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Applying Legal Design Thinking to the Software Development Process

Cyrus Wadia

Legal compliance for technology startups can be overwhelming. GDPR, CCPA, HIPAA, SOX, PCI, NIST — with so many long acronyms covering so many different legal frameworks, it can be hard to keep track of what applies to what, and become easy to fall into the trap of thinking you’ll deal with it later. But that can result in big technical and legal debt down the road that inhibits a startup’s growth very quickly. There is a middle road — applying legal design thinking from the beginning allows companies to innovate while at the same time choosing a legal framework for their software that meets customer needs and ensures business success.

For most of my legal career, I’ve helped software and technology companies integrate legal compliance into the product development process. Startups and even mid-to-late stage companies spend so much product development energy on proving the use case that fundamental questions about operability and compliance often get pushed to the side. But with a few sensible tweaks to the development process, taking operability and compliance into account in parallel with the use case can actually propel proving the use case. Design thinking, agile software development, and legal design have all contributed to the way I reached this conclusion.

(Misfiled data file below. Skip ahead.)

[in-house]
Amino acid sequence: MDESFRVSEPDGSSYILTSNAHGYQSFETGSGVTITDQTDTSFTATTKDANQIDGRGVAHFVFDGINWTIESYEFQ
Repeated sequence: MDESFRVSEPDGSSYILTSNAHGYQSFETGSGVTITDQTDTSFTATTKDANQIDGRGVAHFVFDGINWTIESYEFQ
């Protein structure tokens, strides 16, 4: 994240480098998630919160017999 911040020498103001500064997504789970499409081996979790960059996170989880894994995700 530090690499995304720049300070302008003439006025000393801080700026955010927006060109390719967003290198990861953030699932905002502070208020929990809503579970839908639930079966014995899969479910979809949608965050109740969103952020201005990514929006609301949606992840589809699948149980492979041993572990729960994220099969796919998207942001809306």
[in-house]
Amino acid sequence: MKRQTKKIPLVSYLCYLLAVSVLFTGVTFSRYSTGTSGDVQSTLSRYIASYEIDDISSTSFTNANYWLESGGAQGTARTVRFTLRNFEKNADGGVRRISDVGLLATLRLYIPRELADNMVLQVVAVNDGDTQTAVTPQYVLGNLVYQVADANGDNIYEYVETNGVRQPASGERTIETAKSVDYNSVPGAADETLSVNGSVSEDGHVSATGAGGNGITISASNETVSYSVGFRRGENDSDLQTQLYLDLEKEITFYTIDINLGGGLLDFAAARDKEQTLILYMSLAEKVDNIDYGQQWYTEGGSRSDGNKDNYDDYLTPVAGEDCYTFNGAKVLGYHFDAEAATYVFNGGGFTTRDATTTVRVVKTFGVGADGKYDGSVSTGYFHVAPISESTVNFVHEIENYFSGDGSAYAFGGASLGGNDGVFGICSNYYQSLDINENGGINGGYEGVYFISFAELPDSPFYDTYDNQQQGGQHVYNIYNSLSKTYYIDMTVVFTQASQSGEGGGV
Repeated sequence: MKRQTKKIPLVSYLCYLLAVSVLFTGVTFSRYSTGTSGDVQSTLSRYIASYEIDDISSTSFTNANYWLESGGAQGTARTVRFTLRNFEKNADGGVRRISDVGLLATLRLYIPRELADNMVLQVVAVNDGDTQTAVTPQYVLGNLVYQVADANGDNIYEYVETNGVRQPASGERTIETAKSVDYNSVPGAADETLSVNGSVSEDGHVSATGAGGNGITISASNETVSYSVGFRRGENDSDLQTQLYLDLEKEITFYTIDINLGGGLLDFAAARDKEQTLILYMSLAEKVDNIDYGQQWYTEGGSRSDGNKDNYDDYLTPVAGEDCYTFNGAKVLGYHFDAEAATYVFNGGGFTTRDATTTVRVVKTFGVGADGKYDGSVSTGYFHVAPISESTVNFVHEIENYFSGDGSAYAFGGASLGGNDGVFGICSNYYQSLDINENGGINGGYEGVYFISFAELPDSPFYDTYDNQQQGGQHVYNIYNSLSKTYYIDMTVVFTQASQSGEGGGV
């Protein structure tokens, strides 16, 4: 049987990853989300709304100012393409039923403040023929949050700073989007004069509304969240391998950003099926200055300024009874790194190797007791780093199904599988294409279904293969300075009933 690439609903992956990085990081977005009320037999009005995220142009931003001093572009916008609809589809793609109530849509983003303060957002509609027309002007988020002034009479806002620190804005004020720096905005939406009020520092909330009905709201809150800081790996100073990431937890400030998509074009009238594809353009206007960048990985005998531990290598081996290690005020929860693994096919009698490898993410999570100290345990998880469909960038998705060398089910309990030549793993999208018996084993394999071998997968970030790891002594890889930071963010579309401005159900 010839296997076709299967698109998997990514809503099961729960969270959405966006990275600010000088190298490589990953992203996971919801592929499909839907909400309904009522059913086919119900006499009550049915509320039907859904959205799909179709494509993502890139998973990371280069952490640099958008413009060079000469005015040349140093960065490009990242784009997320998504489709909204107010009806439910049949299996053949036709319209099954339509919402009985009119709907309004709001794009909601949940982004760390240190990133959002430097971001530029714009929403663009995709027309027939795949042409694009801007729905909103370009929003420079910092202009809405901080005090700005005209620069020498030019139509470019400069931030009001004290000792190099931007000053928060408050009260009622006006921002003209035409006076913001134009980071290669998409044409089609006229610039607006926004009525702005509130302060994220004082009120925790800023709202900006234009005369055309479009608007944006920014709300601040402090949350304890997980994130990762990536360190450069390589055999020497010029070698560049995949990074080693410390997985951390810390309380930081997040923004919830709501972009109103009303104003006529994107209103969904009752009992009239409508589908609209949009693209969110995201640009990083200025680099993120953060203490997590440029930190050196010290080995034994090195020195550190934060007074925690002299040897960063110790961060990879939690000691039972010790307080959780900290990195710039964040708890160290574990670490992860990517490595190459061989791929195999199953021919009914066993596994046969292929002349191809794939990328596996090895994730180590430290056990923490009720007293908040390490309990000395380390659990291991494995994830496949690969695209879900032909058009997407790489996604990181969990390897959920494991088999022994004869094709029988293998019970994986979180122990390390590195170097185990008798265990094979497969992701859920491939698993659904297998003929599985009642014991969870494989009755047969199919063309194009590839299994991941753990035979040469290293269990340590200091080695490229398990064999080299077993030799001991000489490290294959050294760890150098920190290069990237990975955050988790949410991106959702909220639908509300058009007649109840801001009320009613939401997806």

Design Thinking